She said she had been sober for 111 days and had just completed a stint in rehab.

DeLuca, who grew up in Brookhaven, attended Sun Valley High School, where she said she was an "honor society geek" who was popular and enjoyed playing a variety of sports.

She graduated from Rutgers University at New Brunswick, majoring in environmental engineering. She now realizes her alcohol problem began in college.

DeLuca worked as a technical editor and later at the Occupational Safety and Health Administration. She received a master's degree in environmental engineering from Temple University and was making good money, she said. She married, divorced, and then, DeLuca said, "the bottom fell out" as alcohol abuse cost her a job at SEPTA, her career, and her second marriage.

Her troubles also landed her in jail.

That May night, DeLuca said she tried to tell the prison officials who ushered her out that she was not supposed to be released.

"That is not what the computer says," a corrections officer told her.

The only bus route from the prison ends in Chester.

"I have no money, I'm wearing slippers," said DeLuca. She didn't even have her house keys.

DeLuca used her second token to take a bus to the 69th Street terminal in Upper Darby. When she failed to persuade people to let her use their cell phones to call for help, she promised a taxi driver if he took her to a bar where a friend worked, someone would pay the fare, she said.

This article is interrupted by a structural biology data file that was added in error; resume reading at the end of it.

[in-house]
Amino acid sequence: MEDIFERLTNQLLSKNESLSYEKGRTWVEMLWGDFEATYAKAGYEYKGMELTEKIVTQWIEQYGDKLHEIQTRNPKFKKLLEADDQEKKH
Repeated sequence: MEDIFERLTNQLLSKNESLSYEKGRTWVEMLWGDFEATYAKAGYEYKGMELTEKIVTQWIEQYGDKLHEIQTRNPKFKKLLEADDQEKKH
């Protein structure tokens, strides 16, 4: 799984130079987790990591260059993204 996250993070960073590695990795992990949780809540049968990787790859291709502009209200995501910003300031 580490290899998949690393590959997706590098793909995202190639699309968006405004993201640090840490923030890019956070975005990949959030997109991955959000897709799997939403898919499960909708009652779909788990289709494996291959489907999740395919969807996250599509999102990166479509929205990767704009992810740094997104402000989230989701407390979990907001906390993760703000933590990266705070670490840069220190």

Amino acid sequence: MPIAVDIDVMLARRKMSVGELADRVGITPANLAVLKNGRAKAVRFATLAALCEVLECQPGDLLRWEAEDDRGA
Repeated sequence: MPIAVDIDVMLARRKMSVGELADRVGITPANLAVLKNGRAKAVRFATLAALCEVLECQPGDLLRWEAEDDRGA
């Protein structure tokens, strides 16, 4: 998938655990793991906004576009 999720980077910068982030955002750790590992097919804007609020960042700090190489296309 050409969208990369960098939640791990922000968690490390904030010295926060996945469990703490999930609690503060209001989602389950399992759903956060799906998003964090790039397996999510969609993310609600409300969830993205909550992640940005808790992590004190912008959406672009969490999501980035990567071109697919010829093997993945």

DeLuca said she called the emergency pager for the probation department. Her call was not returned.

"Before I screw up anything, let me turn myself back in," she said she told herself that night. "That didn't happen."

DeLuca relapsed at the bar. The next morning when she reached her attorney and probation officers, they told her to turn herself in.

DeLuca said she "freaked out," and instead committed herself to a crisis unit at Mercy Fitzgerald Hospital for 72 hours, all the while continuing to drink vodka smuggled in by a friend, she said.

A "blackout" drinker, DeLuca admits that her memory of her timeout may not be perfect.

A few days later, a friend was taking her to Media to turn herself in. But fearing she would be penalized for being drunk, DeLuca left the car. Her friend called police; she was arrested and returned to Delaware County prison, where she faced additional charges and fines for giving police a false name.

Back in prison, and serving 81 days for violating her probation for a previous DUI charge, DeLuca said she joined Alcoholics Anonymous and signed up for every church and every class.

DeLuca said she had heard from other inmates and guards that her mistaken-release experience was not unique.

"This type of thing happens all the time," DeLuca said guards told her.

DeLuca said there is one silver lining to her experience. For the first time, she realizes that alcohol is not something she can handle on her own. She said she has embraced AA's 12 steps and is taking one day at a time.

Contact staff writer Mari A. Schaefer at 610-892-9149 or